I noted on the Monmouth Council BSA website that the first Philmont trek was in 1947. I was a member of that group which was actually in 1946 and have lots of photos of it and also my diary. Is any one interested in that material? I know where there are stacks of historical photos and other material on scouting in Monmouth County.
Over the last several years I have sent at least three, possibly more, e-mails trying to make contact with somebody in the council office but the only response I get is invitations in the mail to come to some Eagle Scout ceremony.
I was a Life Scout with 35 Merit Badges but never passed the swimming requirement as I sank like a rock and did not learn to swim until I returned from service in the Korean War and was a student at the UC at Berkeley in 1955.
I didn't make Eagle but I did make Ph.D., served in the US Foreign Service, speak Chinese Mandarin and Spanish, have been named 'Honorary Citizen' in Manizales, Colombia for my work with the marginal populations of that city and also given the 'Keys of the City in Gold' along with the Honorary Citizen title, the first time such was ever given to a foreigner. By the way, while in Manizales I hosted a reception for Lady Baden-Powell. The Mayor of the Metropolitan City of Gwangju (population 1.4 million) in South Korea presented me with the title of 'Honorary Citizen' (number 24) and an impressive gold medal for my work during the Korean War for the orphans. I have been referred to in the Korean press as 'Godfather of Korean Orphans.' My web site on that topic has over 1,500 pages of stories and photographs. <http://www.koreanchildren.org/> . The center for the preservation of indigenous populations of Peru has honored me for my work with the native populations of the world (mostly in Latin America). I was named 'Outstanding Citizen of the Year' in my home town (for the last 40 years), Bellingham, Washington. My resume of civic and community service activities takes 35 pages to list!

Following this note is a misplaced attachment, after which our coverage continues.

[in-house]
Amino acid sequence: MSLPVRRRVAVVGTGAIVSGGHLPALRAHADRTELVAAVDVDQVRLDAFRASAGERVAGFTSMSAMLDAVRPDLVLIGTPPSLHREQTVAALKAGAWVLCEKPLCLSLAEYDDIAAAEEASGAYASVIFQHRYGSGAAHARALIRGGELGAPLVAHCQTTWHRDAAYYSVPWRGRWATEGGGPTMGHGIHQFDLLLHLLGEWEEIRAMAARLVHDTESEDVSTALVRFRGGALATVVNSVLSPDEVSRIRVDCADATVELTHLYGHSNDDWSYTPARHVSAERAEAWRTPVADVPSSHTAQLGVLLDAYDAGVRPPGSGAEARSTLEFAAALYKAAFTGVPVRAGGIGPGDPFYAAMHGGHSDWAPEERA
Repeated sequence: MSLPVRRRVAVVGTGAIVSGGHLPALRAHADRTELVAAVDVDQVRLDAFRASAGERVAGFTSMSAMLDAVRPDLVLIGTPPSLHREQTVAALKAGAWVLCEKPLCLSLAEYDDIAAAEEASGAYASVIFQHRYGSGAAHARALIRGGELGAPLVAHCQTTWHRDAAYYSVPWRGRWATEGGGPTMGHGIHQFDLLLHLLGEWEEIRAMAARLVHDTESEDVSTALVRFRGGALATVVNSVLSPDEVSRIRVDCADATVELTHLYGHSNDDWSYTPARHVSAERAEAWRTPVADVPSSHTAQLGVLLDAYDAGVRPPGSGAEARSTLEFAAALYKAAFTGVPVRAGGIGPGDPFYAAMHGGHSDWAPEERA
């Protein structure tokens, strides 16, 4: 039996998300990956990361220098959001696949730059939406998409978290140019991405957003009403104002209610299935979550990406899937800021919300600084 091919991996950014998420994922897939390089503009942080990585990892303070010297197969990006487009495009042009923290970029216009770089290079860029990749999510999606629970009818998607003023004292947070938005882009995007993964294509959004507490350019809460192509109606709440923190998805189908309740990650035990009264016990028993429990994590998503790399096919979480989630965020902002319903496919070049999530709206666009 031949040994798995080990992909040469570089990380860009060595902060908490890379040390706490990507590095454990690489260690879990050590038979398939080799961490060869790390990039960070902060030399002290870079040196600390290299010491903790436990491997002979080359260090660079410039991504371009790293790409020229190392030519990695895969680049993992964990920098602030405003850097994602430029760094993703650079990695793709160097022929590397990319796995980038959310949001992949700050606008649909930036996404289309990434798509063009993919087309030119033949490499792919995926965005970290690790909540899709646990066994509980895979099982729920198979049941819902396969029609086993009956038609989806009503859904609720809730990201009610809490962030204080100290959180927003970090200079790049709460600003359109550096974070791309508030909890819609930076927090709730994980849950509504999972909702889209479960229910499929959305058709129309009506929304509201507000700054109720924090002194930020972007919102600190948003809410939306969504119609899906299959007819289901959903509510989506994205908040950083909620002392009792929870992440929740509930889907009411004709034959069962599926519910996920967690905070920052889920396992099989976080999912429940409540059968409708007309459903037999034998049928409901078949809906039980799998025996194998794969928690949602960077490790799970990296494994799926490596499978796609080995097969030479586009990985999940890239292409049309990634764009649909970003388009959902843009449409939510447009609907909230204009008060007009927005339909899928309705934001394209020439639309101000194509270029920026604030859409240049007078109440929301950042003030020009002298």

I am writing my book "70 years of Scouting" so it will be ready for the 100th anniversary of scouting. I'll mention the Monmouth Council, BSA and, if the council shows any interest in what happened to a former scout from their district I will share copies of all the material used in preparing the book.
By the way, while working in Guatemala in 1950 with the Inter-American Geodetic Survey (climbing mountains and trekking through the jungles as a true scout would love to do) I took several days vacation time and flew to Mexico City to take my College Entrance Exams for admission to Rutgers University. I left the job with the IAGS to return to the U.S. in time to attend the 1950 National Jamboree at Valley Forge but the Korean War broke out so I never did enroll at Rutgers. I attended the jamboree as an 'illegal immigrant' as I was not a member of a registered contingent. I stayed with my former scout troop from Monmouth Council but Art McKinney, International Commissioner of the BSA saw me at the international camp site and ordered me off the premises. Just then the Chief Scouts of Mexico and Guatemala appeared and, ignoring Art McKinney, came over to give me an embrace. In Spanish I told them my problem and the Chief of Guatemalan scouts told McKinner "Drake is an Honorary member of the Boy Scouts of Guatemala and is here as a member of our contingent". McKinney was pissed and scolded me for breaking rules but he ultimately bit his tongue and left me alone. Years later I got my BA and MA at UC - Berkeley and the Ph.D. at the University of Wisconsin, Madison. I retired as Director of the Office of International Programs at Western Washington University in 1990. While there I also served as Professor of Sociology, Chair of the Center for East Asian Studies and for a number of years served as Special Assistant to the President for International Programs. Recently I served for a stint as Research Director for the US National Korean War Museum now being built in Springfield, Illinois.
Scouts are supposed to be physically fit and I try to keep that ethos in mind as I ride thousands of miles on my bicycle each year. My plan is to ride at the National Senior Games in 2010 as an 80 year old. My strategy to win a bicycle race is to out-live the competition. I can recall the suffering I endured on the 50 mile ride to earn the Cycling merit badge. Now, from time to time, I ride 50 or more miles before lunch on Sundays. My bike back then weighed at least 35 lbs, I am sure. Now my titanium steed weighs half that. Oh, I should mention that in December of 1948 I left New Jersey with a new 3-speed bicycle and with a letter of introduction from the Boy Scouts of America I headed for South America. I visited scout groups in Mexico and all countries in Central America. As I note above I returned from that trip in June of 1950.
'nuf for now. I'll send this out in cyberspace and see if it lands anywhere. Do let me know if you want that Philmont Scout Ranch stuff from Wagon Train #-7.
Yours in scouting,
George F. Drake